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Theresa May’s BREXIT disaster along the Irish border (Video)

The Duran – News in Review – Episode 148.

Alex Christoforou

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With a hard Brexit deadline fast approaching in approximately 150 days in March 2019, one question is never far from UK front page headlines: How will May solve a problem like the Irish border?

Via Zerohedge

Understanding the controversy surrounding the Brexit “backstop” – and why the issue of avoiding a hard border in Northern Ireland has become such an intractable sticking point – can be difficult for non-Europeans (and, indeed, even some Europeans who haven’t closely followed the meandering negotiations).

According to the FT, Britain wants to avoid measures that could divide Northern Ireland and London, so keeping Northern Ireland in the EU customs Union while the rest of the UK leaves is a political non-starter for conservatives and members of the Democratic Unionist Party, the party in Northern Ireland that is helping to prop up May’s conservative government. The party’s leader recently said a customs border in the middle of the Irish Sea would be tantamount to “annexation” by Europe.

May and her government hope that the deal will win enough support to incentivize Barnier to call a summit of EU leaders to hammer out the language of a final deal that has a solid chance of passing Parliament.

Of course, no matter the text of the deal, Parliament still has the power to send negotiators back to square one which, this late in the game, would almost certainly lead to a “no deal” Brexit. Though May and her team are setting a “hard” deadline for the end of the month, observers can rest assured that, in reality, every deadline is a “soft” deadline. May and her team have little choice but to continue negotiations until the very last minute, at which point either a deal will emerge, or it won’t.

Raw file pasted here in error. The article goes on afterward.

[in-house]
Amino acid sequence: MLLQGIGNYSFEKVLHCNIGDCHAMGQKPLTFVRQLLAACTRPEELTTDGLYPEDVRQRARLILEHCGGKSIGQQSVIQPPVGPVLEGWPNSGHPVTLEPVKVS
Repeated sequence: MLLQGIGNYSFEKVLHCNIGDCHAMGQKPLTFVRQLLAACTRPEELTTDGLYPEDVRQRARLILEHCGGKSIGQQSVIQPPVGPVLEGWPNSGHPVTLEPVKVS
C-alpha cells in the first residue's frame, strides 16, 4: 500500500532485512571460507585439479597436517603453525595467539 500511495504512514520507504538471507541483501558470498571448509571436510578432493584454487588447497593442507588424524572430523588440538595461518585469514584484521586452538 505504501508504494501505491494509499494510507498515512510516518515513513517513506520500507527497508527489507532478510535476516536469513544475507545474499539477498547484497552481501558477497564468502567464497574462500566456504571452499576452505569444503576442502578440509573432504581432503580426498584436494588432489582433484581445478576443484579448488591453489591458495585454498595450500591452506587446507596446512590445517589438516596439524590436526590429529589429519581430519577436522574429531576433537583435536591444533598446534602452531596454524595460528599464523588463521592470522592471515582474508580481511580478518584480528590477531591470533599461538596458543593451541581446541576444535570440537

The Duran’s Alex Christoforou and Editor-in-Chief Alexander Mercouris update Theresa May’s Brexit saga, which appears to be heading for a hard March deadline.

The Irish border dispute is the latest Brexit misstep, that May has yet to solve, with no leadership capacity to solve. More Ministers are resigning from May’s government, and big trouble lies ahead for the UK due to May’s mishandling of Brexit negotiations.

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According to Zerohedge, it sounds like Theresa May and her cabinet are putting the cart before the horse…

Despite winning a major concession from the EU chief negotiator Michel Barnier last week, Theresa May’s revised “secret” Brexit plan has so far failed to pass muster in Westminster. And as the battle over the controversial “backstop” agreement – a plan to avert a hard border between Northern Ireland and Ireland at all costs, even if Brexit trade talks go “pear-shaped” – rages on despite the EU’s openness to keeping the entirety of the UK in the customs union (albeit temporarily), May’s leadership team has decided to skip the hard part and start formulating a plan to sell the deal – whatever that might be. 

And although May’s senior cabinet officials were not presented with a deal this week, presumably because the various factions in May’s conservative party have yet to unify behind whatever outline is presently being circulated, the leadership did at least manage to agree that, whatever happens with the details, May will have a deal in hand by the end of the month. And to help sell that deal, May and her top officials plan to stress a strategy of “measured success”, according to the BBC, which reportedly saw a copy of May’s government’s plan to market the deal.

“The narrative is going to be measured success, that this is good for everyone but won’t be all champagne corks popping.”